Hello, my name is Kat Zdravkov! Growing up in a bilingual household and having studied Spanish since the sixth grade, I am an avid learner of languages. I began studying Italian immediately upon coming to Notre Dame, excited to see how another Romance language related to Spanish and to expand my horizons into new ways of thinking and a better understanding of multiple cultures. I quickly came to appreciate how beautiful, powerful, and history-rich the Italian language is, and I want my knowledge of it to enhance my own life in the long-term.
I have been interested in pursuing a career in architecture since middle school, and years of drawing combined with the traditional architecture program at Notre Dame have solidified that. I have become increasingly curious about urban design in conjunction with architecture, and even more broadly, in conjunction with language and culture. I am curious about the intersection between the expression of culture through the built environment and the verbal expression of ideas, values, and desires through language.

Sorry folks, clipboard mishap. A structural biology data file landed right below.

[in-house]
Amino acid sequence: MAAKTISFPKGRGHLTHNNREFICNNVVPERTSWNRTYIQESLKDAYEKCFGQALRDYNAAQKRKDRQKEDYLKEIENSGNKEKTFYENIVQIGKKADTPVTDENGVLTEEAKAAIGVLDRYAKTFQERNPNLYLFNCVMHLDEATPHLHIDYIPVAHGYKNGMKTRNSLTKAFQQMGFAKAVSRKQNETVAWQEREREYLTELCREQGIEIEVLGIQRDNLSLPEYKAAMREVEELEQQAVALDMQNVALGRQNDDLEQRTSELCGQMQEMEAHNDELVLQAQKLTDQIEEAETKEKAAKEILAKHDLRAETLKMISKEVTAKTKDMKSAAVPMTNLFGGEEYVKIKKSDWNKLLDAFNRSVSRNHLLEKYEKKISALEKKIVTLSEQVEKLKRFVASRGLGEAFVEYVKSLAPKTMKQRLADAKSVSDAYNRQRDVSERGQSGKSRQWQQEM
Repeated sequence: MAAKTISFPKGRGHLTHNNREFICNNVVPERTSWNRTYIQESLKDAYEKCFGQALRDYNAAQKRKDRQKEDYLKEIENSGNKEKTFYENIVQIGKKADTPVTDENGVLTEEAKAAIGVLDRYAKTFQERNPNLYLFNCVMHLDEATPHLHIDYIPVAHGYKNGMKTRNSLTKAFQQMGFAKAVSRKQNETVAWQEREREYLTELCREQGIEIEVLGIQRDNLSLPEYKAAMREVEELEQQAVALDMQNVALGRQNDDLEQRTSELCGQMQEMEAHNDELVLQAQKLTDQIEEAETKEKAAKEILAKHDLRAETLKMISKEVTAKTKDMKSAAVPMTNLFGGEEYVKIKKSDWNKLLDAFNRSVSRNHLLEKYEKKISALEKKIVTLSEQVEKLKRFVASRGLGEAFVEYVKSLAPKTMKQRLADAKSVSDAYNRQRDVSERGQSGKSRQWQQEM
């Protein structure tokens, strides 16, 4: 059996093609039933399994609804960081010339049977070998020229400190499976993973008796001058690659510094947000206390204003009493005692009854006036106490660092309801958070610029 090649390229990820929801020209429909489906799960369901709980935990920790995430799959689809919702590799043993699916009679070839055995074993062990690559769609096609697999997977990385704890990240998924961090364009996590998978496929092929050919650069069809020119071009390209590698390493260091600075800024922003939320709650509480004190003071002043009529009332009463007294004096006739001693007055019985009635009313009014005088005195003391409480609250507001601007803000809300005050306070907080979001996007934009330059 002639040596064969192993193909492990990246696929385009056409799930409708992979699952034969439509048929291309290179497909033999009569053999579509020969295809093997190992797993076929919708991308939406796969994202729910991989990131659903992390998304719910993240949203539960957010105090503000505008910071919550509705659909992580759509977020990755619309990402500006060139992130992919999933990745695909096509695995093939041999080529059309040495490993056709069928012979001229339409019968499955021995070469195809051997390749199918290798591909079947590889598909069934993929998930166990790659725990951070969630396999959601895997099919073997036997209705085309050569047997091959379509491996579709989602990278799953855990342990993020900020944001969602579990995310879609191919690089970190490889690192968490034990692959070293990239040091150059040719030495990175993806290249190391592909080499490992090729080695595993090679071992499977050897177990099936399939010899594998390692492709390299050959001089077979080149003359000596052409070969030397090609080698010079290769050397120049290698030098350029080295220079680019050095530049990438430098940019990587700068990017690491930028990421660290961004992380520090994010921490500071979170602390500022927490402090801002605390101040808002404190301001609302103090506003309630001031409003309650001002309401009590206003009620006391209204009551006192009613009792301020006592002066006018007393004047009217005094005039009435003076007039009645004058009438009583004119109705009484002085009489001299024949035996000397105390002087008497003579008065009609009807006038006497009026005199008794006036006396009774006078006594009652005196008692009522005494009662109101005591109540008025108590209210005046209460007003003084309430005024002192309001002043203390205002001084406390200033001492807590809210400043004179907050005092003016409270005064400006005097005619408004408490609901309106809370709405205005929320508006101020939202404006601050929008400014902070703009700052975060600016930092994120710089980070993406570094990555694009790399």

As a result, the nine weeks I spent living in Italy last summer have fostered my desire to further immerse myself in Italian language and culture, and to simultaneously learn lessons from what I consider to be some of the most inspiring architecture and urbanism that will surround me this summer in Siena. I was fortunate enough to be able to visit Siena for a day last summer, but that day alone convinced me that I had more to see and experience in the city.
The opportunity to live and study in Siena this summer will allow me to grow tremendously as a language enthusiast and as a design student, and I will better see how integral design and language are to human civilization. This program would also facilitate my transition to live in Italy later on as a professional architect and urban designer. I would be more comfortable as a speaker and resident. The Siena program would accustom me to the dense, walkable urbanism present in many Italian cities and heighten my understanding of it. I already admire the urbanism of Rome. But in Siena, as a pedestrian, I can become more well-versed in the strengths and weaknesses of Italian urbanism and allow it to inform my designs moving forward. I believe Italian architectural traditions are beautiful, sustainable, functional, rich in history and culture, and well-integrated with their surroundings. As an architecture student, I have been taught to express myself with drawings; however, in my heart I know that the Italian language must be incorporated into my life. I believe language and culture, architecture included, to be inseparable. Fluency in the language would not only make me a better designer, but would connect me to the culture in a way that would contribute to my long-term happiness.